There was no way I could have imagined any of that, and they were not hallucinations. I know that inside of me, and actually Eric Burdon of the New Animals sang of a similar experience. There is no doubt in me that whoever wrote and scored that piece of musical terror and bliss had a very similar experience to mine.
              But it does not surprise me that no one wnts to believe those experiences were real. Nor does it surprise me that I had lingering side-effects and flashbacks for ten years after. Also, it took me almost 40 years to come to terms with some of the knowledge that leaked back with me, and in all actuality it still happens in the present. Something will happen, as your desire to hear all about it, brought me back again to those two amazing nights.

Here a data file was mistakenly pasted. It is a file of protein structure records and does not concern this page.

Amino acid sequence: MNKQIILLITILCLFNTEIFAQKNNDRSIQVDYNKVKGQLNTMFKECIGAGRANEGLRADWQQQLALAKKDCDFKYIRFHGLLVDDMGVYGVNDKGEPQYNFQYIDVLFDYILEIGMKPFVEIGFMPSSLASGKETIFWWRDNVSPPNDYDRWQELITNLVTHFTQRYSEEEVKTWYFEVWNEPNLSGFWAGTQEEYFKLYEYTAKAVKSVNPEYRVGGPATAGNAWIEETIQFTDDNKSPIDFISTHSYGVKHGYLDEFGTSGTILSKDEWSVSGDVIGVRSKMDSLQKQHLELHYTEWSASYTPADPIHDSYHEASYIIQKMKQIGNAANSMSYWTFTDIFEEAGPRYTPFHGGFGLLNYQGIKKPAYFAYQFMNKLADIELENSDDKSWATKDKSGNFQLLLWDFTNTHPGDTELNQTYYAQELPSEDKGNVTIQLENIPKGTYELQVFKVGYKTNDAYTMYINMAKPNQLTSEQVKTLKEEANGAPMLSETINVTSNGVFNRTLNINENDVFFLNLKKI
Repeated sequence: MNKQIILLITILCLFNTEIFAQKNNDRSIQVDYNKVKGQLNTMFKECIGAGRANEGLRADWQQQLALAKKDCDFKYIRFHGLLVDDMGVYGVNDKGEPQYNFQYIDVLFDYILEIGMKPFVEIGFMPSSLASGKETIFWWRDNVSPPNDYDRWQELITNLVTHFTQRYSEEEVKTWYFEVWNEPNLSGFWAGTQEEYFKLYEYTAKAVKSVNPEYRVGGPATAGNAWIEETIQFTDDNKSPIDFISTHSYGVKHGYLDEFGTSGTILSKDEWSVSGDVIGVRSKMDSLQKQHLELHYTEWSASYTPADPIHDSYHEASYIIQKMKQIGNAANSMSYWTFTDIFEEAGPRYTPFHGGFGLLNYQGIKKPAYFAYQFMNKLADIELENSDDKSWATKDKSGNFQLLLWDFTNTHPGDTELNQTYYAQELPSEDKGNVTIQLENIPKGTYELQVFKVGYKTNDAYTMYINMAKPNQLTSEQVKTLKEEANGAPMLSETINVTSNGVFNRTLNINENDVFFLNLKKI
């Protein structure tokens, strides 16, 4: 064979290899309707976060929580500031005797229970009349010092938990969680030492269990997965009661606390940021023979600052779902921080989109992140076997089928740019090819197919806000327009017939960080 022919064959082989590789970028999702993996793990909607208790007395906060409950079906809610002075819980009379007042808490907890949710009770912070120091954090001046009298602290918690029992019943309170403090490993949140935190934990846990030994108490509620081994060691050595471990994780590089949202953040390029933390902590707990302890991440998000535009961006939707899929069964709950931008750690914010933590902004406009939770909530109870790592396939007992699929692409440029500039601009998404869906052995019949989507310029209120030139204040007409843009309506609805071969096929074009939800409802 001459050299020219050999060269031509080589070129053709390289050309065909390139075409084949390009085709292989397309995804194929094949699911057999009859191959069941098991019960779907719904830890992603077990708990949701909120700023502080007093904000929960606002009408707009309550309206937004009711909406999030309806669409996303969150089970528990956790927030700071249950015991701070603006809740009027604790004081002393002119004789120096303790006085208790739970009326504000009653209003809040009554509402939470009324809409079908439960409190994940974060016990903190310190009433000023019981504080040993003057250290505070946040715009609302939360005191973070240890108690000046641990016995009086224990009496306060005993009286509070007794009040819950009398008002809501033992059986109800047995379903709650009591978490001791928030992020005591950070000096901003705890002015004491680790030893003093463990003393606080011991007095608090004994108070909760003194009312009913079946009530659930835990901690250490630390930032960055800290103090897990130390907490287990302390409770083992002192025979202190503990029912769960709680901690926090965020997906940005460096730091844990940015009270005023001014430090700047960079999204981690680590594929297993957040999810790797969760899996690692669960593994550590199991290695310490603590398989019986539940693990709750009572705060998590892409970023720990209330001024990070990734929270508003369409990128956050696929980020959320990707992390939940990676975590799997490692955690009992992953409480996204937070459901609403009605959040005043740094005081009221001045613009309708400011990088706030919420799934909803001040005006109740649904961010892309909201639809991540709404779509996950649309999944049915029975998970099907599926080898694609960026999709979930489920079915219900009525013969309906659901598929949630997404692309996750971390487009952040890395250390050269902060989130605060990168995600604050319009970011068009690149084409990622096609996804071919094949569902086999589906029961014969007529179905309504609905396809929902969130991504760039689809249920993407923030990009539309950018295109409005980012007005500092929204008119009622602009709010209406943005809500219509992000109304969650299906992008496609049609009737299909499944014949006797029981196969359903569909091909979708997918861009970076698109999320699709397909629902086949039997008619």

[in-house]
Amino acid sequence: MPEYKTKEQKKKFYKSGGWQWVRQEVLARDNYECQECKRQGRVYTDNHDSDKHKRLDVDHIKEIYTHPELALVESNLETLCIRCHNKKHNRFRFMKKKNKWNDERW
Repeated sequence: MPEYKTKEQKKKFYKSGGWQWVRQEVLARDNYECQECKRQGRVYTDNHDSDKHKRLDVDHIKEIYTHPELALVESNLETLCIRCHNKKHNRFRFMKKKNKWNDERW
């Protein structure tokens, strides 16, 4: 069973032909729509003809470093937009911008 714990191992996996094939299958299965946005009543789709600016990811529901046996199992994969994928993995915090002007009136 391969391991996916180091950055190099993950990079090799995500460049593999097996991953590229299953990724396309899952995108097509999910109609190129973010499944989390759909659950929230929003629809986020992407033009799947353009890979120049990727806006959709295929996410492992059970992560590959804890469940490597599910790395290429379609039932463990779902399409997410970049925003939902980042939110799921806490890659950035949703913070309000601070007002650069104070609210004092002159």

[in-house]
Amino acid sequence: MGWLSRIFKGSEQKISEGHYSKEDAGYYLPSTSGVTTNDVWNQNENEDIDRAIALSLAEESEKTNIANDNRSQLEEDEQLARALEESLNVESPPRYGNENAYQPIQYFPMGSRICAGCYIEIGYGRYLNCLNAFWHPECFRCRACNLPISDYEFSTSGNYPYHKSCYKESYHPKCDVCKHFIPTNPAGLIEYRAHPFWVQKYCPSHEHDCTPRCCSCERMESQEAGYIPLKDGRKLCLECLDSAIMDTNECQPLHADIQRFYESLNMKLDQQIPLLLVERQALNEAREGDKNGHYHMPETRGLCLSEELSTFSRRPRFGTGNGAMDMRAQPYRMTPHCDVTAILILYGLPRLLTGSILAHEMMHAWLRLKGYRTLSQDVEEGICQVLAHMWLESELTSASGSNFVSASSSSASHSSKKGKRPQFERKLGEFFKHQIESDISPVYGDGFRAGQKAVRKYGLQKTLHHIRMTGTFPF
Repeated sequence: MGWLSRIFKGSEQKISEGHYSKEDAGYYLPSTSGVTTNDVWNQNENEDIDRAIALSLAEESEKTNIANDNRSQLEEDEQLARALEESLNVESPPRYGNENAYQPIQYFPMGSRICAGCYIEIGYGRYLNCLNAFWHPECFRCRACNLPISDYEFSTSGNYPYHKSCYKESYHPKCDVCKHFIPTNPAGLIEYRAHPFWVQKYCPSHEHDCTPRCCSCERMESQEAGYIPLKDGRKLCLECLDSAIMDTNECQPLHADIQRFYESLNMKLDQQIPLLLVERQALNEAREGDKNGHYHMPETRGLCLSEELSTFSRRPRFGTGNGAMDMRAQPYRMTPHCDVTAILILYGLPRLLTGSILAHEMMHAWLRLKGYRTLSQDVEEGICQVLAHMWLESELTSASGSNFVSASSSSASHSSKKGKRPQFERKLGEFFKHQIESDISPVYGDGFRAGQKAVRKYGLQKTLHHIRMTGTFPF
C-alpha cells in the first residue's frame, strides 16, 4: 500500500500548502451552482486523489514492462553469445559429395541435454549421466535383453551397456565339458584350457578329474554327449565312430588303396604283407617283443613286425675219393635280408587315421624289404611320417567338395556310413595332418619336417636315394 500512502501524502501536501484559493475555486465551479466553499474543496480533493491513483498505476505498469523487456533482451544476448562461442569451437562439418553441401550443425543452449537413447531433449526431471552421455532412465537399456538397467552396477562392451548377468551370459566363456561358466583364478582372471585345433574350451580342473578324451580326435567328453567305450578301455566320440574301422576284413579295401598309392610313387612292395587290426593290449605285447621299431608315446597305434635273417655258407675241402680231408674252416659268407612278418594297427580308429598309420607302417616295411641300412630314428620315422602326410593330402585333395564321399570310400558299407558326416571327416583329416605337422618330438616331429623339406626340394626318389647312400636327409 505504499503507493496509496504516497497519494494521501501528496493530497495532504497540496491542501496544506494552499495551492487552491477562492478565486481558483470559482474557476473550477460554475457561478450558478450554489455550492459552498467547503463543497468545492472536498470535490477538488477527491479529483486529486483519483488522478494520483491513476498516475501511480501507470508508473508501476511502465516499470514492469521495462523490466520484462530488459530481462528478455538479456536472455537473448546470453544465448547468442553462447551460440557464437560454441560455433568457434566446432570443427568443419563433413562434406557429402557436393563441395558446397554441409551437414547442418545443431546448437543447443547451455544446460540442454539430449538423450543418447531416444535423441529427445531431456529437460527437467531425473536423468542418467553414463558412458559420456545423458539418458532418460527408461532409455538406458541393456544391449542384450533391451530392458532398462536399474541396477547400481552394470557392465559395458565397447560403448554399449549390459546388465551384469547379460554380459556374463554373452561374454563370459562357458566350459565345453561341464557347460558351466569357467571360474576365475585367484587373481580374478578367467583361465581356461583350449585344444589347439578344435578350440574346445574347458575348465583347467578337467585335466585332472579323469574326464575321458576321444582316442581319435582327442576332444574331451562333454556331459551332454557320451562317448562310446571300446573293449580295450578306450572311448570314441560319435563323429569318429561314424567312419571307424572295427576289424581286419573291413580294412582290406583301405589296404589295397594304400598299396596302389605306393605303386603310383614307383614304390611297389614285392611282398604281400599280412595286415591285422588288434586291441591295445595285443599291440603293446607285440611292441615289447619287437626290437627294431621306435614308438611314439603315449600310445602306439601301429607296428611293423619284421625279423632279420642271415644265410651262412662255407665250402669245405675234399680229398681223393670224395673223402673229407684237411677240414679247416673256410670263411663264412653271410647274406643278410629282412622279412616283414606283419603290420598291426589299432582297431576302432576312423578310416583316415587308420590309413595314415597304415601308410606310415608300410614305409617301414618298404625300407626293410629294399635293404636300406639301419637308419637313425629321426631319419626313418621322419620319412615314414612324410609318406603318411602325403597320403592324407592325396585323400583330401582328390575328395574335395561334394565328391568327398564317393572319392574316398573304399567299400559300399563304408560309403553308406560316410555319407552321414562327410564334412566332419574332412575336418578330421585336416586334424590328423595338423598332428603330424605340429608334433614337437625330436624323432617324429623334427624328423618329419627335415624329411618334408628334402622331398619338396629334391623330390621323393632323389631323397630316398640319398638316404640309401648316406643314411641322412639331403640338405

Go to “New York 1963, America 1968 BY Eric Burdon on YouTube, or much better if you can hear it on vinyl, and listen closely to the song from the lines “Saturday night was a big, Big EXPERIENCE… I wanna be free, baby, I wanna be free…” onwards. My first experience just happened to start on a Saturday night…

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            5. RG, as I was reading this last description of your experience, I couldn’t help but wonder … if it was such a beautiful, moving, and life-altering event — and you are certain it wasn’t just related to the affects of the drug — why are you hesitant to return? Do you not trust your experience? From what you’ve written, it sounds like what some might refer to as “heaven.”